HR 5639 HR 5487 HR 5048 HR 5019 HR 697 HR 6013 HR 6060 and HR 7443

Statement of

Matthew Doyle, Deputy Director

National Legislative Service

Veterans of Foreign Wars of the United States


Before the


United States House of Representatives

Committee on Veterans’ Affairs

Subcommittee on Disability Assistance and
Memorial Affairs

With Respect To

H.R. 5639, H.R. 5487, H.R 5048, H.R. 5019, H.R. 697, H.R. 6013, H.R. 6060, and H.R. 7443



Washington, D.C.

Chairwoman Luria, Ranking Member Bost, and members of the subcommittee, on behalf of the men and women of the Veterans of Foreign Wars of the United States (VFW) and its Auxiliary, thank you for the opportunity to provide our remarks on legislation pending before this subcommittee.


H.R. 5639, Chuck Osier Burial Benefits Act


This legislation would authorize the Secretary of Veterans Affairs (VA) to furnish urns or commemorative plaques in lieu of headstones or markers for deceased veterans. The VFW supports this legislation and has a recommendation to improve it.


This bill would increase a veteran’s choice regarding the final disposition of remains after death. However, a veteran’s memorial needs may change after a surviving spouse, descendants, or other close relatives become deceased. Distant descendants may not wish to retain inurned remains long after a veteran’s death. Accordingly, the VFW recommends that this subcommittee consider adding a provision to this legislation that would authorize a personal representative to elect to have a veteran’s inurned remains interred at an eligible federally funded veterans cemetery at VA’s expense.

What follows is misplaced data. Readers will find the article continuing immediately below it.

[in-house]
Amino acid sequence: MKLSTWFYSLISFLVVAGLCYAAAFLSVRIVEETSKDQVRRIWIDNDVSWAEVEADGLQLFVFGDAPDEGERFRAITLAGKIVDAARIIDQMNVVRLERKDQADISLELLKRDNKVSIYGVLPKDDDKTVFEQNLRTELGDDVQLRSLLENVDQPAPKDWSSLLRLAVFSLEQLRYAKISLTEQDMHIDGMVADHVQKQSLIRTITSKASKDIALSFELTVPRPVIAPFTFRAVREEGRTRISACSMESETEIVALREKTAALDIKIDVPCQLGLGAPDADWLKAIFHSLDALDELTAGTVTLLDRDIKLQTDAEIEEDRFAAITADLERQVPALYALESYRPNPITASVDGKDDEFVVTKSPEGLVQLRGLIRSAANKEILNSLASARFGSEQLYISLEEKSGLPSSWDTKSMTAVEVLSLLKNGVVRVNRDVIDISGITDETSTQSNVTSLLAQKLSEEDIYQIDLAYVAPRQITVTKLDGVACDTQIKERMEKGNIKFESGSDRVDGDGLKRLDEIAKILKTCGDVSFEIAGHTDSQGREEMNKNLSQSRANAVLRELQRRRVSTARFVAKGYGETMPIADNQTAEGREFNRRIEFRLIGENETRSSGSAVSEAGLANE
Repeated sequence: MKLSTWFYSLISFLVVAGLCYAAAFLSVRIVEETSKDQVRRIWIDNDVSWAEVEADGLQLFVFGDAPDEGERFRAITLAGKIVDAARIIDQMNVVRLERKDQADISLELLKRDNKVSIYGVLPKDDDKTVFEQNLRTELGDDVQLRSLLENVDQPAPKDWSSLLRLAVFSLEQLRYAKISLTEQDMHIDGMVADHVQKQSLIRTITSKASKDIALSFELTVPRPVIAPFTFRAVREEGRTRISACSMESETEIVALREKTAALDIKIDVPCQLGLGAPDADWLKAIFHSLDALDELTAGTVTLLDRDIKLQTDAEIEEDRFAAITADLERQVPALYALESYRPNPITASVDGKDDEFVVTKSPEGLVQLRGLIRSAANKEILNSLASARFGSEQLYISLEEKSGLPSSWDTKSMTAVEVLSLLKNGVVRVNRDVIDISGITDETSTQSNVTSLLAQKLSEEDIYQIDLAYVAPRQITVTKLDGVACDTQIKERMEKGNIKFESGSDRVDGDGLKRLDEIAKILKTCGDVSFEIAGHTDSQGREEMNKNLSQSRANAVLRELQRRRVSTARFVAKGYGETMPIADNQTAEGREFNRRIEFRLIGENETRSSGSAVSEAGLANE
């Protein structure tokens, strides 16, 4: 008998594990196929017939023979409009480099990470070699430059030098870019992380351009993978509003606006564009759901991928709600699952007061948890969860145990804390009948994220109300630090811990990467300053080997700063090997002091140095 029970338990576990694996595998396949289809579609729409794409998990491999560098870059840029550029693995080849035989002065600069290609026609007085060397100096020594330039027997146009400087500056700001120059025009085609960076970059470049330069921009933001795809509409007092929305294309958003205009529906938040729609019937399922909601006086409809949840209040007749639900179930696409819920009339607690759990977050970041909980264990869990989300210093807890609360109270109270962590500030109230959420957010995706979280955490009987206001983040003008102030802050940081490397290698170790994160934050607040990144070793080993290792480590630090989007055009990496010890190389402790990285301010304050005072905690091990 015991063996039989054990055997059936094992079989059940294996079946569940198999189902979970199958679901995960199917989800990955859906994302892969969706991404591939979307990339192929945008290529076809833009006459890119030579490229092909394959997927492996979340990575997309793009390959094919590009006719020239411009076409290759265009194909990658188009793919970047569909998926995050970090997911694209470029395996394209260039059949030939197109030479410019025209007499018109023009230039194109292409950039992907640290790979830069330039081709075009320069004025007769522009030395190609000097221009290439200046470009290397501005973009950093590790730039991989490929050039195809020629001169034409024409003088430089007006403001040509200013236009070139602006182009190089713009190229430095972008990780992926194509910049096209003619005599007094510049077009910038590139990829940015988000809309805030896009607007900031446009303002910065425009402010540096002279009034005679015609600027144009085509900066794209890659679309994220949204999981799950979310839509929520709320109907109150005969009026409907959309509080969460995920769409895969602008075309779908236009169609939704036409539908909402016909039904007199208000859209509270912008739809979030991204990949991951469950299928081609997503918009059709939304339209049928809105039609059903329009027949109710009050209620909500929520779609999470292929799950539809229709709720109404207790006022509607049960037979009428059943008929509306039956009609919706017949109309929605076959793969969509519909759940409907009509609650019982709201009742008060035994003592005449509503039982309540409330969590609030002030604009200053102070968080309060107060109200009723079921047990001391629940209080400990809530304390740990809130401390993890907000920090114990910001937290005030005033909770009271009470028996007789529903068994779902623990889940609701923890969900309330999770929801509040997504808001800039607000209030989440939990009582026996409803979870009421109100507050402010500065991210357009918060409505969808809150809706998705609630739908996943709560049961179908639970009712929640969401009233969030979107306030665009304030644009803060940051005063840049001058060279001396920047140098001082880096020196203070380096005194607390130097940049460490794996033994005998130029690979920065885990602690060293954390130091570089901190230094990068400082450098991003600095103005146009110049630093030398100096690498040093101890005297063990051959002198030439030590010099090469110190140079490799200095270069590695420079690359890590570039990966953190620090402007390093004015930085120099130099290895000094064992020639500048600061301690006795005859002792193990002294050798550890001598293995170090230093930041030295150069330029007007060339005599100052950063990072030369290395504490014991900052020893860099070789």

H.R. 5487, Veterans Cemetery Grants Improvement Act


The VFW supports this legislation, which would increase the maximum amount of grants provided by VA to states and tribal organizations for operating and maintaining veterans cemeteries from $5,000,000 to $10,000,000. This is a commonsense bill to ensure that states and tribal organizations have adequate financial resources to operate and maintain veterans cemeteries. The VFW supports legislative efforts to provide adequate funding for all veterans cemeteries.


H.R. 5048, Fairness for Local Veteran Cemeteries Act


This legislation would authorize VA to provide grants to counties to establish, expand, and improve veterans cemeteries. The VFW does not have a position on this legislation.


H.R. 5019, Veterans Legal Support Act of 2019


This legislation would permit VA to provide financial support to university law school programs that provide legal assistance to veterans. The VFW agrees with the intent of this bill, but cannot offer its support at this time.